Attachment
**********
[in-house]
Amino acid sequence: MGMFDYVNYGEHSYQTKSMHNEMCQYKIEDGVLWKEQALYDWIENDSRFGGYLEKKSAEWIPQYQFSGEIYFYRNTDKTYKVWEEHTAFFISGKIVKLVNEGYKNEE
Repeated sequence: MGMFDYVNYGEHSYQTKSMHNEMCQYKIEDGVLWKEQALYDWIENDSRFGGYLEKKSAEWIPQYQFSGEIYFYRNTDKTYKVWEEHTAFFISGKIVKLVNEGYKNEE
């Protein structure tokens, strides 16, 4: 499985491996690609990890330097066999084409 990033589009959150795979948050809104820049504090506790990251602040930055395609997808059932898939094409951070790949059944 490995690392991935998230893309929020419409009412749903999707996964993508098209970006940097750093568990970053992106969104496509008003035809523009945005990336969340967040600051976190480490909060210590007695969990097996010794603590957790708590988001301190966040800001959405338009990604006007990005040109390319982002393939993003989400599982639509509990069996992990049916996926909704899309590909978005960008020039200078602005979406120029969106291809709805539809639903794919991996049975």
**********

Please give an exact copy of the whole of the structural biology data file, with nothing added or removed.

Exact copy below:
[in-house]
Amino acid sequence: MGMFDYVNYGEHSYQTKSMHNEMCQYKIEDGVLWKEQALYDWIENDSRFGGYLEKKSAEWIPQYQFSGEIYFYRNTDKTYKVWEEHTAFFISGKIVKLVNEGYKNEE
Repeated sequence: MGMFDYVNYGEHSYQTKSMHNEMCQYKIEDGVLWKEQALYDWIENDSRFGGYLEKKSAEWIPQYQFSGEIYFYRNTDKTYKVWEEHTAFFISGKIVKLVNEGYKNEE
């Protein structure tokens, strides 16, 4: 499985491996690609990890330097066999084409 990033589009959150795979948050809104820049504090506790990251602040930055395609997808059932898939094409951070790949059944 490995690392991935998230893309929020419409009412749903999707996964993508098209970006940097750093568990970053992106969104496509008003035809523009945005990336969340967040600051976190480490909060210590007695969990097996010794603590957790708590988001301190966040800001959405338009990604006007990005040109390319982002393939993003989400599982639509509990069996992990049916996926909704899309590909978005960008020039200078602005979406120029969106291809709805539809639903794919991996049975």